Elon Musk, the CEO of Twitter, reiterated his intention to get rid of the "legacy" verification system in a "few months" on Friday, calling it "deeply corrupted."
“Twitter’s legacy Blue Verified is unfortunately deeply corrupted, so will sunset in a few months,” Musk tweeted in response to a question from a user about the accounts that were previously verified and then subscribed for the newer Twitter Blue verification, according to a report by The Hill.
In November, Musk stated that he would in "a few months" remove blue checkmarks from previously verified accounts that did not pay the $8 monthly fee for his Twitter Blue.
In the days following his October acquisition of Tesla, the company's CEO launched his new Twitter verification system.
When the system first launched, there were some issues because a large number of Twitter users who had paid for the subscription pretended to be famous people, confusing the system.
Musk put the Twitter Blue system on hold for a few weeks while he tried to fix the problem.
But after a reporter successfully impersonated Sen. Ed Markey (D-Mass.) with verification, The Washington Post reported last month that Twitter still did not appear to be verifying accounts.
According to him, Twitter needs the subscription to help it pay off its enormous debt. He also fired about half of the company's employees in an effort to reduce expenses.
Musk acquired Twitter in October of last year after waiting for several months. Three people with knowledge of the transaction confirmed to The New York Times that Musk had closed the $44 billion deal to acquire the social media platform.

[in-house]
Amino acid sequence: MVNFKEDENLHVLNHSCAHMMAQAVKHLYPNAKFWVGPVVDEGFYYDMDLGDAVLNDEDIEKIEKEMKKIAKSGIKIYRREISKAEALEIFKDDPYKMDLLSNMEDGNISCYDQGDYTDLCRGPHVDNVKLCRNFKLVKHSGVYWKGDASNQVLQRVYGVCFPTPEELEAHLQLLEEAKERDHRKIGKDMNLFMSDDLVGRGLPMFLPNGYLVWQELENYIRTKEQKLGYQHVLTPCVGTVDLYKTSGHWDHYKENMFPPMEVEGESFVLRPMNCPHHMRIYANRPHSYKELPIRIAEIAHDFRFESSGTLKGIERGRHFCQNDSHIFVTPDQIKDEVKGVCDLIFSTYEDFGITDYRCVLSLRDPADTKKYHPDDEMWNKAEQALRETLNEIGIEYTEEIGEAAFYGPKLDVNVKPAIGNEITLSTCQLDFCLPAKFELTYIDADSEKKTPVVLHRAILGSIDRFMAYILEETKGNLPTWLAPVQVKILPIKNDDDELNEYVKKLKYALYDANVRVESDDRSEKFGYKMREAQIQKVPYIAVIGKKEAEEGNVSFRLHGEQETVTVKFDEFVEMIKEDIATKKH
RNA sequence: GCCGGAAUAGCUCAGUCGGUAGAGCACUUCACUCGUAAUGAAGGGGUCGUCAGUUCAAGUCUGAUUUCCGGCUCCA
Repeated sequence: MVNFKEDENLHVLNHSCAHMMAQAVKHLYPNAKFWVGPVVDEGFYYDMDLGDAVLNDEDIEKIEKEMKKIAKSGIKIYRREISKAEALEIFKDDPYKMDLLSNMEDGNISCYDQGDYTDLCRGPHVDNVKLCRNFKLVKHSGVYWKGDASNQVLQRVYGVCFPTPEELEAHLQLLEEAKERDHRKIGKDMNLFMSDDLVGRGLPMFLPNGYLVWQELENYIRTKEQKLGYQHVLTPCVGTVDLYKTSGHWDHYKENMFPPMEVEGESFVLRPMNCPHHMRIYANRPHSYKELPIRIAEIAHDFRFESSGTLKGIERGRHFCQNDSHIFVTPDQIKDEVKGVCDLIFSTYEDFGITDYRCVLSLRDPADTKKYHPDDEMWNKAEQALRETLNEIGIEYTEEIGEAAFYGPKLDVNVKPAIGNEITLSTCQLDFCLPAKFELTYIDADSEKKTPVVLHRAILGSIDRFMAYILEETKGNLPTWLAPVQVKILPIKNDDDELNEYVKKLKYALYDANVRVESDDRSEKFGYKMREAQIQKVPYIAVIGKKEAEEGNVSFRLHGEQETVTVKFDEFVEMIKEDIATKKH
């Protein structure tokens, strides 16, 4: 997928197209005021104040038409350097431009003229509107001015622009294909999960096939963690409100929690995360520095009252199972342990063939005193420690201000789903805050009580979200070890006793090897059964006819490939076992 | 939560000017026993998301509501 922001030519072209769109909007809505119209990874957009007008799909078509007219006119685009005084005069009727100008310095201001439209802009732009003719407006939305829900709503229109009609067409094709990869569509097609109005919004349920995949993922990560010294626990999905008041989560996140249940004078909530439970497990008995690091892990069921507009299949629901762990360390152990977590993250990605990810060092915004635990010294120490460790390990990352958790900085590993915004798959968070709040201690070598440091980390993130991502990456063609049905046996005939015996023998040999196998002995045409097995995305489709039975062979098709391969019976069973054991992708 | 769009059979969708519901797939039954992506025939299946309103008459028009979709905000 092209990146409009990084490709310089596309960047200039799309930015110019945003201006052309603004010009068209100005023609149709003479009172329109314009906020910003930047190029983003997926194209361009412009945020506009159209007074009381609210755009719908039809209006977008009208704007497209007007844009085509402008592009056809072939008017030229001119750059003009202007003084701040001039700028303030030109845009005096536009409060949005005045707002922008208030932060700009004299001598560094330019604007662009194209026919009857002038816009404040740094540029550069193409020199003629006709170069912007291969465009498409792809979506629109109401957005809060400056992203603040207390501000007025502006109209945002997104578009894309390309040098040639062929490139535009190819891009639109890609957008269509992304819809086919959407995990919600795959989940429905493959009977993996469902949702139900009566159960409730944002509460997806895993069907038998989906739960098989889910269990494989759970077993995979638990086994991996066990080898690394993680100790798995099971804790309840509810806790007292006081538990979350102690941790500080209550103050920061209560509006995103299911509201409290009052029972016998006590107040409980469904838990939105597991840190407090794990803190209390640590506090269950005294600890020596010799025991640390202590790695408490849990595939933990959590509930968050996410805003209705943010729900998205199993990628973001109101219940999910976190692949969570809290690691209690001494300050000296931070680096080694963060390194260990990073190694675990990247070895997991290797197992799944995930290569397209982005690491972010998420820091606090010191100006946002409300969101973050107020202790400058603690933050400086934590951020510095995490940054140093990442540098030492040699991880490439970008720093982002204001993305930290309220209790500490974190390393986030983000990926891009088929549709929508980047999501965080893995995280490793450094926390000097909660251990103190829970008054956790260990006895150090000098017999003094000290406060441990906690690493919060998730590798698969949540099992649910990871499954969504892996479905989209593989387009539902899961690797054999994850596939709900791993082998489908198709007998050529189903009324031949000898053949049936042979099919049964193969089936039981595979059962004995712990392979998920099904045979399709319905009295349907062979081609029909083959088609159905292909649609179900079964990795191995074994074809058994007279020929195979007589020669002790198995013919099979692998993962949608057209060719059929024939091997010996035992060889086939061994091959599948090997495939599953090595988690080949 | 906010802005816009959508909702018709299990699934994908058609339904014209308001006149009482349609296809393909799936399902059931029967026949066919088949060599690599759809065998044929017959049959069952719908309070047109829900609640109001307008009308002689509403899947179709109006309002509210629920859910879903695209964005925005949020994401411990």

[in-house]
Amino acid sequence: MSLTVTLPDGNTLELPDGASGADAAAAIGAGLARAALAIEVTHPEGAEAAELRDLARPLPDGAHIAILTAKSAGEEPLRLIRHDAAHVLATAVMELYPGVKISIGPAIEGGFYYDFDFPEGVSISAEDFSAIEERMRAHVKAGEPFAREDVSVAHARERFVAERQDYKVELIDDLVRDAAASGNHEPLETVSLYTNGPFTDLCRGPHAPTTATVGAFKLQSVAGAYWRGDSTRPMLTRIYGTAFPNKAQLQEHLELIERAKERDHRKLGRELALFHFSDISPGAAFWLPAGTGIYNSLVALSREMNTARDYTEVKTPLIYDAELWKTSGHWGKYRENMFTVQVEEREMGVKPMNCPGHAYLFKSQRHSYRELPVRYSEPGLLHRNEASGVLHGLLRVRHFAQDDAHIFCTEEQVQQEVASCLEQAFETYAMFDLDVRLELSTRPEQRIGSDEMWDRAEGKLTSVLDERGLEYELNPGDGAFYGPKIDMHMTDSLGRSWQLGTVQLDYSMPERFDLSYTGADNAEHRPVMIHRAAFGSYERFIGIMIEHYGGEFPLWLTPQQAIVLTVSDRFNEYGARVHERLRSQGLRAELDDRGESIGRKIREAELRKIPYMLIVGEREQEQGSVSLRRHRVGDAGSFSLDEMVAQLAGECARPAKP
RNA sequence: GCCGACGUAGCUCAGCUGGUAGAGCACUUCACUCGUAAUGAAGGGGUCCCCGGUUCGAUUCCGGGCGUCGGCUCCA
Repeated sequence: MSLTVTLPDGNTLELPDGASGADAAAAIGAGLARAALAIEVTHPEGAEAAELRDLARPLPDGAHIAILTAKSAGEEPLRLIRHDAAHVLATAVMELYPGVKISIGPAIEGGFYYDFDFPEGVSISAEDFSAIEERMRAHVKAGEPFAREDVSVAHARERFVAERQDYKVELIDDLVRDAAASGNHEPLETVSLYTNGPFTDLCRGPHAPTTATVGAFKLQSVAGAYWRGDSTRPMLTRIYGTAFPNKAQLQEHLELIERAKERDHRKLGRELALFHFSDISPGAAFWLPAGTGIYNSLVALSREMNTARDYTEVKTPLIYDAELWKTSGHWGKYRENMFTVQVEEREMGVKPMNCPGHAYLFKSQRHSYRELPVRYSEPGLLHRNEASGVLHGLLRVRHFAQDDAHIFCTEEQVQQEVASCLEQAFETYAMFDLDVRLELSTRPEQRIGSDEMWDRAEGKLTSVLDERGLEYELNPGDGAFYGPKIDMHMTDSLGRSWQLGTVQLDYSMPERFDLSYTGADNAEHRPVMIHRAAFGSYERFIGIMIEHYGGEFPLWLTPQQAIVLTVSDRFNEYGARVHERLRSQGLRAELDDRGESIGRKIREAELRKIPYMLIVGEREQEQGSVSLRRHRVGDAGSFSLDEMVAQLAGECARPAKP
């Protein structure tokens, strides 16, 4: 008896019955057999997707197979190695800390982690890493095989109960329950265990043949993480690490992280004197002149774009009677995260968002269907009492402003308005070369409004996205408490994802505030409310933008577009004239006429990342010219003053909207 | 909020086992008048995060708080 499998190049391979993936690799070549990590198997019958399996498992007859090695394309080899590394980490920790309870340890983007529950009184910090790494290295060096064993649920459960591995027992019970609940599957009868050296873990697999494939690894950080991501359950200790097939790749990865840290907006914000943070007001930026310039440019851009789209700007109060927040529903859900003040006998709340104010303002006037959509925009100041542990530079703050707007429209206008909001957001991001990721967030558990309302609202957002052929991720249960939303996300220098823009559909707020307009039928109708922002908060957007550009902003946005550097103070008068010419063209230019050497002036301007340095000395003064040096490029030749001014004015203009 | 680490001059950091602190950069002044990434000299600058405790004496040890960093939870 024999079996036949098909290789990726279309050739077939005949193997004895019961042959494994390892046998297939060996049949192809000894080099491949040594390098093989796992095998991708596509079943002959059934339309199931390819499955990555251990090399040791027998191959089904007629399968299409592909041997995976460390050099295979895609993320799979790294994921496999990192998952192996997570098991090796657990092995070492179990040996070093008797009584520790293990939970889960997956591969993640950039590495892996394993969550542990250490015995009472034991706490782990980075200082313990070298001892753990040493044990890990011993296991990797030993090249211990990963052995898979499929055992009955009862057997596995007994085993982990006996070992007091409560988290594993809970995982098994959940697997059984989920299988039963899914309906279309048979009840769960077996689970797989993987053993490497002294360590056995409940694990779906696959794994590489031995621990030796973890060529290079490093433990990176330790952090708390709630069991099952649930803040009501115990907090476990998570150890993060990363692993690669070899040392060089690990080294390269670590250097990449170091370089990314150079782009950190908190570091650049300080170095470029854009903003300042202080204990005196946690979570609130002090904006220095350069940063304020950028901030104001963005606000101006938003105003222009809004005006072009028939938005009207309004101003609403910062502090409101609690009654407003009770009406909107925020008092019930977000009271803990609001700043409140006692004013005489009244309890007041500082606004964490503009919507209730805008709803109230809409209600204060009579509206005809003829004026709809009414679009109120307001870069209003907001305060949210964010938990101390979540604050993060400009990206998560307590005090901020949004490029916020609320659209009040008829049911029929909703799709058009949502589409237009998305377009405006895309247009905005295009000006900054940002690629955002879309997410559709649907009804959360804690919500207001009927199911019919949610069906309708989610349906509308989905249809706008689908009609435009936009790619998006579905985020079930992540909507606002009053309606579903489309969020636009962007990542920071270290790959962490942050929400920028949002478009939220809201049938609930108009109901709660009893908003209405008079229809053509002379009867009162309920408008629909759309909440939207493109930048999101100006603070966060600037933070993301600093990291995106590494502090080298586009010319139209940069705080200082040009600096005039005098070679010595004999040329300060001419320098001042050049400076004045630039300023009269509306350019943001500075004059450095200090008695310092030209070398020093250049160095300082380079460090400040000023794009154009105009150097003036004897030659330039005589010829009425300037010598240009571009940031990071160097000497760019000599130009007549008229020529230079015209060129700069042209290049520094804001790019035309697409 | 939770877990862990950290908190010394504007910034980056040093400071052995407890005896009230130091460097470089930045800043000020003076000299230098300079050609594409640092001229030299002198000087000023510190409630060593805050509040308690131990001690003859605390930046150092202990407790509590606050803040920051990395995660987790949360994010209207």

At least four senior Twitter executives, including the CEO and CFO, were fired shortly after as part of his organizational restructuring. Musk met with engineers and advertising executives at Twitter's San Francisco headquarters.
The deal's closing, which came after months of drama and legal issues as Musk changed his mind about purchasing the business due to concerns about actual usage, sent Twitter on an uncertain path.
A self-described "free speech absolutist," Musk has declared his desire to make social media a more open forum for all kinds of commentary and that he would "reverse the permanent ban" of former President Donald J. Trump from the platform.
Musk's candid style of speech on Twitter could exacerbate long-standing problems with harmful information and disinformation impacting political discussions all over the world.
Early tests occurred shortly after Brazil elected a new president and American voters cast ballots in the midterm elections in the midterm elections.
Prior to Musk becoming its owner, Twitter declared that it would forbid presumed false statements regarding the voting process and the results of elections.